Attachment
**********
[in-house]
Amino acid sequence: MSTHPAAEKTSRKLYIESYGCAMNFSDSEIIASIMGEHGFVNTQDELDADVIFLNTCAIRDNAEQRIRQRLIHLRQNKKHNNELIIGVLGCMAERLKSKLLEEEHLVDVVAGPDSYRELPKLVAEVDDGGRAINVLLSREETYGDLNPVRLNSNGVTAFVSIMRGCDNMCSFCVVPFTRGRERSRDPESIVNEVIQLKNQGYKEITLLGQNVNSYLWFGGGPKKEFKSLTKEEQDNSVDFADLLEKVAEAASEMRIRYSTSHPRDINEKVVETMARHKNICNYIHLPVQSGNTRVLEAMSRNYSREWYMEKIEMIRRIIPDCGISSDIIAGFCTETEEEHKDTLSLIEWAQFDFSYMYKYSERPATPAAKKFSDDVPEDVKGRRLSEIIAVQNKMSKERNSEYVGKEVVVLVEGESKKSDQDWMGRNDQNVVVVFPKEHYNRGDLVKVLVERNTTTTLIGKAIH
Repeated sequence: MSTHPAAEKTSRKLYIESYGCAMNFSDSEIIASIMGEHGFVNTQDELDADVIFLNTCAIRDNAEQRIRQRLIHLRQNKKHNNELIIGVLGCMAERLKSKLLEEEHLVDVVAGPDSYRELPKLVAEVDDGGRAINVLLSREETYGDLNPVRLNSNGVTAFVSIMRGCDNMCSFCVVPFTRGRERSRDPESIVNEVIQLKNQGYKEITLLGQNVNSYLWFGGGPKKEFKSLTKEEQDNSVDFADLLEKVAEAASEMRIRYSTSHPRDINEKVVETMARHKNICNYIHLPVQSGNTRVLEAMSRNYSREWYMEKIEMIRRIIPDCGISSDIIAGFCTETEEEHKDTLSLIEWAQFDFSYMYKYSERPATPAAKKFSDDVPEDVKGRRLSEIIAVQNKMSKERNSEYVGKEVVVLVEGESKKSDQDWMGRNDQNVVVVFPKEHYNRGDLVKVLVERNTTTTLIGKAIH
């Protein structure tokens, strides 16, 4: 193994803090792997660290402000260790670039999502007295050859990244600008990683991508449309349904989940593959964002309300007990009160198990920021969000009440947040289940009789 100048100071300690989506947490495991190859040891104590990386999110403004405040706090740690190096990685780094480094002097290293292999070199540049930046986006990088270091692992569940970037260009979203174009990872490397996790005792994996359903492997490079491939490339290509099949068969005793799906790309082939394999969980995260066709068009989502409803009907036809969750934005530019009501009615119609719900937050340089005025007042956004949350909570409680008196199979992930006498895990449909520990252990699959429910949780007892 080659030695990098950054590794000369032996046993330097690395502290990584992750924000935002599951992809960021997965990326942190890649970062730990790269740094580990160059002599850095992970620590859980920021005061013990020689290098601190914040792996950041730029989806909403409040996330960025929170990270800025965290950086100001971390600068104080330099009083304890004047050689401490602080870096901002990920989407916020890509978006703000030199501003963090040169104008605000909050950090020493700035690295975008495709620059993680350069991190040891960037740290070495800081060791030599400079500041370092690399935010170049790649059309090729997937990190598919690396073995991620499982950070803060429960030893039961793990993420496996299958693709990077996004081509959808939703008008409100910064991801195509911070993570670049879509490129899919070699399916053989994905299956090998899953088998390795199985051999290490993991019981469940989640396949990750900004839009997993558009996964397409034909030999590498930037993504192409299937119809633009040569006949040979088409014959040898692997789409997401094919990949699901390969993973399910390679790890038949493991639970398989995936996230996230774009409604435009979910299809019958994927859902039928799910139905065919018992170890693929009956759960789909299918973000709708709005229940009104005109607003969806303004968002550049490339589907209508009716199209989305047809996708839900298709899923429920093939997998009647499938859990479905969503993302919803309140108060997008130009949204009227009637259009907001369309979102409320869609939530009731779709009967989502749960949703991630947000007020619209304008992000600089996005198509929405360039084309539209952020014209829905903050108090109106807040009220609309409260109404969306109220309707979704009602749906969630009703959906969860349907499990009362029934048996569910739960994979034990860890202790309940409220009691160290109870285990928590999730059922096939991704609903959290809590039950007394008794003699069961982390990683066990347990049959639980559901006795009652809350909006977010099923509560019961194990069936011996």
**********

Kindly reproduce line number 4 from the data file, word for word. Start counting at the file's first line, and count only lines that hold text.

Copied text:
């Protein structure tokens, strides 16, 4: 193994803090792997660290402000260790670039999502007295050859990244600008990683991508449309349904989940593959964002309300007990009160198990920021969000009440947040289940009789 100048100071300690989506947490495991190859040891104590990386999110403004405040706090740690190096990685780094480094002097290293292999070199540049930046986006990088270091692992569940970037260009979203174009990872490397996790005792994996359903492997490079491939490339290509099949068969005793799906790309082939394999969980995260066709068009989502409803009907036809969750934005530019009501009615119609719900937050340089005025007042956004949350909570409680008196199979992930006498895990449909520990252990699959429910949780007892 080659030695990098950054590794000369032996046993330097690395502290990584992750924000935002599951992809960021997965990326942190890649970062730990790269740094580990160059002599850095992970620590859980920021005061013990020689290098601190914040792996950041730029989806909403409040996330960025929170990270800025965290950086100001971390600068104080330099009083304890004047050689401490602080870096901002990920989407916020890509978006703000030199501003963090040169104008605000909050950090020493700035690295975008495709620059993680350069991190040891960037740290070495800081060791030599400079500041370092690399935010170049790649059309090729997937990190598919690396073995991620499982950070803060429960030893039961793990993420496996299958693709990077996004081509959808939703008008409100910064991801195509911070993570670049879509490129899919070699399916053989994905299956090998899953088998390795199985051999290490993991019981469940989640396949990750900004839009997993558009996964397409034909030999590498930037993504192409299937119809633009040569006949040979088409014959040898692997789409997401094919990949699901390969993973399910390679790890038949493991639970398989995936996230996230774009409604435009979910299809019958994927859902039928799910139905065919018992170890693929009956759960789909299918973000709708709005229940009104005109607003969806303004968002550049490339589907209508009716199209989305047809996708839900298709899923429920093939997998009647499938859990479905969503993302919803309140108060997008130009949204009227009637259009907001369309979102409320869609939530009731779709009967989502749960949703991630947000007020619209304008992000600089996005198509929405360039084309539209952020014209829905903050108090109106807040009220609309409260109404969306109220309707979704009602749906969630009703959906969860349907499990009362029934048996569910739960994979034990860890202790309940409220009691160290109870285990928590999730059922096939991704609903959290809590039950007394008794003699069961982390990683066990347990049959639980559901006795009652809350909006977010099923509560019961194990069936011996």